Clarissa Riojas is a Children & Society BDP student who spent the fall 2013 semester interning with the Texas Center for Education Policy. She helped organize a conference to address the need for more Latino children’s literature in libraries and schools, and she also helped initiate the process of developing a Mexican American Saturday school.
“It was inspiring to see how collaboration between a group of powerful and passionate individuals helped to create change in the community.”
How did you find your internship?
I sent an email to Dr. Angela Valenzuela, asking if she’d consider being my faculty advisor for a research project. In reading my email, she saw that my interests in Latino Literature aligned with a project she was already working on. She asked me if I would be willing to come onboard with her!
Describe the work you did as an intern.
During my internship, I helped organize a conference that discussed the lack of Latino children’s literature in libraries and schools. Currently, we are in the process of developing a Mexican American Saturday school, where children will become educated on their cultural history. I have researched ethnic studies programs, their impact, and the ways in which they are implemented through curriculum.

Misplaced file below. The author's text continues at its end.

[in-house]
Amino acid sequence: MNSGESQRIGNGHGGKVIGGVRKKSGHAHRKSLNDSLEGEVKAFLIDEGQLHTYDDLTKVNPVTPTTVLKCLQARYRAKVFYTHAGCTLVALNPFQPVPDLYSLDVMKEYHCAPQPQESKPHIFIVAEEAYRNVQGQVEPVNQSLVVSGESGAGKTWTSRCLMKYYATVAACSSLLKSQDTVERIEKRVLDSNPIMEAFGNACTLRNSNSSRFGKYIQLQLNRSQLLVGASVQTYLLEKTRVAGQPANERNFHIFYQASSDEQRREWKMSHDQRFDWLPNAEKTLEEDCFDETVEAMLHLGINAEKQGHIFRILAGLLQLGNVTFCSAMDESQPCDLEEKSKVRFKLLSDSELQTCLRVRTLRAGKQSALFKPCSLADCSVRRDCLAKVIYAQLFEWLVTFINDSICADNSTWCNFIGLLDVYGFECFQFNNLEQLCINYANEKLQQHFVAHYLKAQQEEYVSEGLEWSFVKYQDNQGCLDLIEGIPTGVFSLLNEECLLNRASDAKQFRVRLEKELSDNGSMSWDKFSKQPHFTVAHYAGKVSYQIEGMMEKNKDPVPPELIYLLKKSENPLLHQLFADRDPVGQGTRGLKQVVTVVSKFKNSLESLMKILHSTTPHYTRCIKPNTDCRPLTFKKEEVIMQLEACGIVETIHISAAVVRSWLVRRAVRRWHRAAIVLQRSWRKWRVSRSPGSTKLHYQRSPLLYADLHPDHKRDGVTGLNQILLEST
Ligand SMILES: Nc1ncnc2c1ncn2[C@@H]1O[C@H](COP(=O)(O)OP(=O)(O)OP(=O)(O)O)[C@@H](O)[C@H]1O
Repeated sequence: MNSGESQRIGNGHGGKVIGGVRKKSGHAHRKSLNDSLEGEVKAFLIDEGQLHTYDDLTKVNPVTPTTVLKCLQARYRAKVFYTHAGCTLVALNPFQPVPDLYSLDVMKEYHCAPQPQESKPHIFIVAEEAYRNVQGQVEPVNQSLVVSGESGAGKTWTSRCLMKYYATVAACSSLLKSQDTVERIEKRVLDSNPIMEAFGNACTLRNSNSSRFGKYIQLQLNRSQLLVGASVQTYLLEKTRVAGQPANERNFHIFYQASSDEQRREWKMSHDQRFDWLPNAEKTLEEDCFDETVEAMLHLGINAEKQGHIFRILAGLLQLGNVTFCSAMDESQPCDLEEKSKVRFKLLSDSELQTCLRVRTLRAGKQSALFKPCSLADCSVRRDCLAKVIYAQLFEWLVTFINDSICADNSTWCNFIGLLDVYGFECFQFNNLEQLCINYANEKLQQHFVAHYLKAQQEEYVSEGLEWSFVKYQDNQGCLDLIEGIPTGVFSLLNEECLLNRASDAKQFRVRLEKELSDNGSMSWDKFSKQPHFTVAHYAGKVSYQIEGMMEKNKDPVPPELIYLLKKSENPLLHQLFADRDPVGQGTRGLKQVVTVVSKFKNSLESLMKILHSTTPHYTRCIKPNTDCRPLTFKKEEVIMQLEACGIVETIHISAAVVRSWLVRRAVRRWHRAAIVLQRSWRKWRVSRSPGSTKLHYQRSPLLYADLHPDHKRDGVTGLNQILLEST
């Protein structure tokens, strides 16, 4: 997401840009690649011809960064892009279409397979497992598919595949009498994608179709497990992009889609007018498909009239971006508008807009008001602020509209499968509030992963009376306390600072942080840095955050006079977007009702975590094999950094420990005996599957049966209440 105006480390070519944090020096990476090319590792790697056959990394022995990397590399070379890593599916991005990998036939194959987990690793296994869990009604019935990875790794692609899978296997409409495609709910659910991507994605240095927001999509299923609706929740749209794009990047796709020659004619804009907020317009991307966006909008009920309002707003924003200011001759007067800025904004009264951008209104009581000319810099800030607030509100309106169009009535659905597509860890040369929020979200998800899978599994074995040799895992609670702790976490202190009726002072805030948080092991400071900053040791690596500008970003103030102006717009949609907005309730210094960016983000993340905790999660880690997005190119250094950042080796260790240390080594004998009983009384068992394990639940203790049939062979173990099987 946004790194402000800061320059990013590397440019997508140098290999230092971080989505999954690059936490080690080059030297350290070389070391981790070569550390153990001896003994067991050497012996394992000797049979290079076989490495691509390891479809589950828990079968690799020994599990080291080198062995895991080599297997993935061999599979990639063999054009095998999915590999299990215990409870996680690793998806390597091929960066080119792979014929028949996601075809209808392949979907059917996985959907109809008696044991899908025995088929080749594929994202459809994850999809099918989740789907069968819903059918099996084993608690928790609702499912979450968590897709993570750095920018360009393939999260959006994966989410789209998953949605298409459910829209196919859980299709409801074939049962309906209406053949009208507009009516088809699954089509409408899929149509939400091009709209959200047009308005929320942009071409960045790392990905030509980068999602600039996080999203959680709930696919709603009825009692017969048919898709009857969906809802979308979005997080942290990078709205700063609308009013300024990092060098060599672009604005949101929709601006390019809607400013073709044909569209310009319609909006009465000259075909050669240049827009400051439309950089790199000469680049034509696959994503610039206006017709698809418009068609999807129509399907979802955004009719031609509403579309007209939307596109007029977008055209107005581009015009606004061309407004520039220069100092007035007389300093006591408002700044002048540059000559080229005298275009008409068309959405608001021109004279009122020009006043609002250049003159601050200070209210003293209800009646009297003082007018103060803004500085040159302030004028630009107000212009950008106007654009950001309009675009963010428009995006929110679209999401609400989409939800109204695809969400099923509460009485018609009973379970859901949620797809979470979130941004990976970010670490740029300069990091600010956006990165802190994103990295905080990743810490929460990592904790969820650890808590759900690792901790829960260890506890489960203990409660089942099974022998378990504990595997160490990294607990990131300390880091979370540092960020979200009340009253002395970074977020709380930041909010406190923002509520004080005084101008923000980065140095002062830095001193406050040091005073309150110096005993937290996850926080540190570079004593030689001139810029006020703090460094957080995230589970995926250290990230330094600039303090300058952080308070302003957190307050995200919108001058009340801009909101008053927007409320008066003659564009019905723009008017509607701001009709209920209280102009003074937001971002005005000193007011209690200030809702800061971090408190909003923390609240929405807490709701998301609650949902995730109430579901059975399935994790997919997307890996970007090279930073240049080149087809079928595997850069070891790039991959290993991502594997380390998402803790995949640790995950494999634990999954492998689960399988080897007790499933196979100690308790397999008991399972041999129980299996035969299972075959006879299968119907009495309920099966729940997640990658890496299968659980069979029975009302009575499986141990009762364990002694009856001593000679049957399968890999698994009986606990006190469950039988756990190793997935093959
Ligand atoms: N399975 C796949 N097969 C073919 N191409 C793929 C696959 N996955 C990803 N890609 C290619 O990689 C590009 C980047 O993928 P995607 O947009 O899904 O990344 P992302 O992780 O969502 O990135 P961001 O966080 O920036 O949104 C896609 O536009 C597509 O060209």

What was the most rewarding aspect of your Connecting Experience?
The relationships I formed have been the most rewarding part of my experience. Through my internship, I had the opportunity to meet community activists, educators, librarians, and graduate students. It was inspiring to see how collaboration between a group of powerful and passionate individuals helped to create change in the community. I have learned so much from everyone I have met, and I will cherish their teachings throughout my educational and professional career.
In what ways has this Connecting Experience shaped your plans for the future?
My heart has always been in changing the education system. However, I wasn’t always sure what career in education I wanted to pursue. Before my Connecting Experience, I planned to attend law school. After my internship with the Texas Center for Educational Policy (TCEP), I have realized that I have a strong interest in policy-making. Graduate school is now in my future, and I am thankful to BDP and TCEP for having played such a large role in helping me discover my passion.